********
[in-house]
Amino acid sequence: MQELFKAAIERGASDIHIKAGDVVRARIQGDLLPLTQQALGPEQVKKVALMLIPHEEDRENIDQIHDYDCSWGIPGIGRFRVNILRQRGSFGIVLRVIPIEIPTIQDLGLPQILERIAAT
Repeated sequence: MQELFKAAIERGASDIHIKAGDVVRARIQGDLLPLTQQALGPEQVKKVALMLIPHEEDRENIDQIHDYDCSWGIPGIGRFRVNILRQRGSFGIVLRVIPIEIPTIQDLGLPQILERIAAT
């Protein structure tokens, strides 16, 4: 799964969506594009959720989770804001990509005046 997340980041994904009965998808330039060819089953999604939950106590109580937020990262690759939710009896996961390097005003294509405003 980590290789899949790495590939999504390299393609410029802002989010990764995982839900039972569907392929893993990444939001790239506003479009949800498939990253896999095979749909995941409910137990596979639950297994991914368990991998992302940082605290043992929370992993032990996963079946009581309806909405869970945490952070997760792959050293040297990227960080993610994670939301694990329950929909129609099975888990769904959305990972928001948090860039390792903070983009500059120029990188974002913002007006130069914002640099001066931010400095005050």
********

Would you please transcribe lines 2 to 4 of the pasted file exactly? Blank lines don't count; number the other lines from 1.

Amino acid sequence: MQELFKAAIERGASDIHIKAGDVVRARIQGDLLPLTQQALGPEQVKKVALMLIPHEEDRENIDQIHDYDCSWGIPGIGRFRVNILRQRGSFGIVLRVIPIEIPTIQDLGLPQILERIAAT
Repeated sequence: MQELFKAAIERGASDIHIKAGDVVRARIQGDLLPLTQQALGPEQVKKVALMLIPHEEDRENIDQIHDYDCSWGIPGIGRFRVNILRQRGSFGIVLRVIPIEIPTIQDLGLPQILERIAAT
């Protein structure tokens, strides 16, 4: 799964969506594009959720989770804001990509005046 997340980041994904009965998808330039060819089953999604939950106590109580937020990262690759939710009896996961390097005003294509405003 980590290789899949790495590939999504390299393609410029802002989010990764995982839900039972569907392929893993990444939001790239506003479009949800498939990253896999095979749909995941409910137990596979639950297994991914368990991998992302940082605290043992929370992993032990996963079946009581309806909405869970945490952070997760792959050293040297990227960080993610994670939301694990329950929909129609099975888990769904959305990972928001948090860039390792903070983009500059120029990188974002913002007006130069914002640099001066931010400095005050």